Les Morfalous, with Jean Paul Belmondo
Where the critic, knowing full well that he isn't part of the target audience for the last Belmondo (and that the movie really doesn’t need him), finds the energy to provide a few thoughts on the relativity of film criticism.When the bosses of French cinema deny critics the traditional advance press viewing (as is the case with Les Morfalous), they are placing an unreasonable bet. They are betting that the future—and only the future—will tell if their movies were that bad. The future, and not the critics who have the unfortunate tendency to ignore blockbusters, even if they sometime rehabilitate them posthumously. The bosses are not entirely wrong, even if the possibility of being right later is not a consolation for not being legitimated right away.But they forget to ask themselves one question: supposing the critics like their movies, would they find supplementary reasons to like them, critics’ reasons, i.e. not obvious, different from the ones already in the bond of trust between the film and its audience? I don’t believe so. Critics can do nothing (and it’s fortunate) against Les Morfalous, but neither can they do something for it. There are movies that, for a time, can’t be objects of criticism. Their success is about sociology, mythology and market studies–but not criticism.This shouldn’t surprise us. Most of cinema has always “escaped” criticism. We have too often forgotten the old (but still relevant) debate on the differences between “refined” and “popular” cultures, between what requires time and what is ephemeral, between what Pasolini dared to call—without any pejorative connotation whatsoever—“high culture” and “low culture”. Low culture has never needed criticism. It has other ways to expand: from posters to word of mouth, from tabloids to fashion and mimicry. As soon as a spectacle immediately connects with those it targets, there is no need for a supplementary mediation. It is the very moral of spectacle and it can be respected.A high-grossing film, at a minimum, gets his audience to walk to the nearest film theatre, away from television. It is above all a movie that positions itself in front of its audience. "In front of" is about aesthetics, the aesthetics of the social consensus that have become images for everyone's consumption. Take a look at Belmondo on the film poster (or in the film itself): he looks at those looking at him. Why, and in whose name, would critics try to interfere as third parties in this perfect love that needs no comments?Nothing can be added to the consensus, or maybe a bit of meanness. Critics will come later, when the star and its audience will be dead and only the image of the former, sola, paupera et nuda, will continue to make funny faces for a public that is no longer its target. Then, maybe, the brandished shotgun and the grin will have a moving sadness. Then, maybe, we will find that Verneuil’s filming was as good as Howard Hawks’. It will be the revenge of recording over performance, of cinema over theatre, of what settles over what evaporates. Who knows?For what’s at the root of cinema? The theatre, the cabaret, the circus, the stadium, the stage. Everything that Cinema regularly tears itself away from, before returning to it to regenerate. The popular root of cinema is performance. Hence the question: “what can a body do?” It's the figure (the star being an extreme case) that is even more important than the background from which it shines. A hypostasis figure. And to scrub the background, a craftsman is enough.We could say that there are two histories of film, intertwined, mixed together but nonetheless distinct: the history of performing bodies (sport, pornography, clowns, stars, dance), and the history of what exists between the bodies, i.e. the language, the history of idols and ether. They sometime coincided (and it’s a miracle, like American burlesque, Tati, Hitchcock), but most often they travel at different speeds, in opposite directions.The history of bodies is slow and almost flat. It is an eternal return of the same face-to-face. The history of the cinematographic language evolves before our eyes. Language, with its tricks and rhetoric ages the quickest (what could be more dated than “the great film classics”?). This is why, despite (or because of) their famous myopia, critics have always spotted what moves in the language and never hang onto what is lasting in the bodies. For (at least) 30 years, film critics and historians have learned to tell the movements of language. We know it moves every time there is a political revolution (Eisenstein), a war (Rossellini) or a technological mutation (Godard). This means every time the bodies have been brutalised enough or destroyed to dare parade on a poster.And what of the history of bodies? It can’t be told, only celebrated. It can’t be assessed, but only promoted (and sold). Who cares about writing a “constructive criticism” of Les Morfalous? Nobody it seems. What would be the use of a constructive criticism of a movie that has already reached its target audience? One could only criticise the target or say that the target has the stars it deserves. One could only say horrible things (it’s always possible).Film criticism hinges on one idea—and one that suddenly seems precarious—which is that between those who manufacture images (and who need to manufacture them) and those who watch them (and who need to watch them), there is a gap, and that this gap is precious. And that it makes sense to interpose a little writing between the film and its public each time they are not exactly face-to-face. It’s a way to gain some time and to reach a few more spectators.A few more only, not a lot. The work of a bonesetter, not of a griot. Let’s never forget the relativity of criticism.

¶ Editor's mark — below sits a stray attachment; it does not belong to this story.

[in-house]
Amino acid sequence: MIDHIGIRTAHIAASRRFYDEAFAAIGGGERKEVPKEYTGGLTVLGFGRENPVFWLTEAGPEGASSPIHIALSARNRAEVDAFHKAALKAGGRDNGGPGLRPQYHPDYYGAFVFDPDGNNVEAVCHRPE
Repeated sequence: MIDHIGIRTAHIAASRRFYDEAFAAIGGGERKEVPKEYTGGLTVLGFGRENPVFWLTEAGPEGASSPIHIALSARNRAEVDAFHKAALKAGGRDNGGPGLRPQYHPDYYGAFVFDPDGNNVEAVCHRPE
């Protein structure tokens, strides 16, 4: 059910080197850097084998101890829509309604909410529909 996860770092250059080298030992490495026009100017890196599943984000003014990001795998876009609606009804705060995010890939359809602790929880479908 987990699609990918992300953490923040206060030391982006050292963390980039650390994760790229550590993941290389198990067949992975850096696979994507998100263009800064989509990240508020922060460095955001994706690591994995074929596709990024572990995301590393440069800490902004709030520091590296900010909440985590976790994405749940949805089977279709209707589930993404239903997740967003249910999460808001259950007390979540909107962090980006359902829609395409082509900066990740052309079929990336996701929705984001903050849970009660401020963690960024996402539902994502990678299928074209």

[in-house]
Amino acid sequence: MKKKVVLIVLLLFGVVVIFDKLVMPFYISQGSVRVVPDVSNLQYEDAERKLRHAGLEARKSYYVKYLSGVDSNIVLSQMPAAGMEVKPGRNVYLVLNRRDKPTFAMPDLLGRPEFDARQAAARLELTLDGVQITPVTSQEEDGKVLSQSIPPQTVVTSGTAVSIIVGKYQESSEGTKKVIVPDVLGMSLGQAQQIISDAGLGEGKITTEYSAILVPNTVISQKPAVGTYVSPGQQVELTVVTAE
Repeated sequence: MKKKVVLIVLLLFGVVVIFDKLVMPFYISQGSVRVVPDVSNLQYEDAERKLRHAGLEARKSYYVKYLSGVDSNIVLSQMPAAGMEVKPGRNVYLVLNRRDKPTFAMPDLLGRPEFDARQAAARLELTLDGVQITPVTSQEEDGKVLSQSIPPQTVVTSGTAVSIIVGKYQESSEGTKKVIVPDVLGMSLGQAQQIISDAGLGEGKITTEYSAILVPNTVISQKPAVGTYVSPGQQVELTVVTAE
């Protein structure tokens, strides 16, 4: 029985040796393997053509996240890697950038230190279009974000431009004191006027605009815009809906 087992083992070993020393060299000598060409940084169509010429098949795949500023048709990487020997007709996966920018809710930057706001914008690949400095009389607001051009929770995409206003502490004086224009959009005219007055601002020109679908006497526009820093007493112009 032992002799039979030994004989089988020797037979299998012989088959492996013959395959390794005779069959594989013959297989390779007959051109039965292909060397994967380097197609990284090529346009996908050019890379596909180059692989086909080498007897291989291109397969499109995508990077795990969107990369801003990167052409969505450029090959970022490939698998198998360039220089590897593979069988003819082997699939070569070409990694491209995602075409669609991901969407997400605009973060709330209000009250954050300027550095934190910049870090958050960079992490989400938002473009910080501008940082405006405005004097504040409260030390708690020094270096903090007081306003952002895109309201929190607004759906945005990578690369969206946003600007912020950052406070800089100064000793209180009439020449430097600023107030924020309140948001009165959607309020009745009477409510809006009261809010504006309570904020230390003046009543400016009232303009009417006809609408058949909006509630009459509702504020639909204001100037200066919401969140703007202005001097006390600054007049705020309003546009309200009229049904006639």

PS: I realize I completely forgot to mention that Les Morfalous is a film without much interest, stiffly directed and adequately rendered. More than ever, it’s enough to look at the poster to know what it consists of. The lack of surprise is guaranteed. Those who like the poster for Les Morfalous will like the film too. The others won’t. The lack of ambiguity is total.
Originally published in Libération on 31 March 1984 and re-printed in Ciné-Journal, Cahiers du cinéma-Gallimard, 1986. Translation by Laurent Kretzschmar.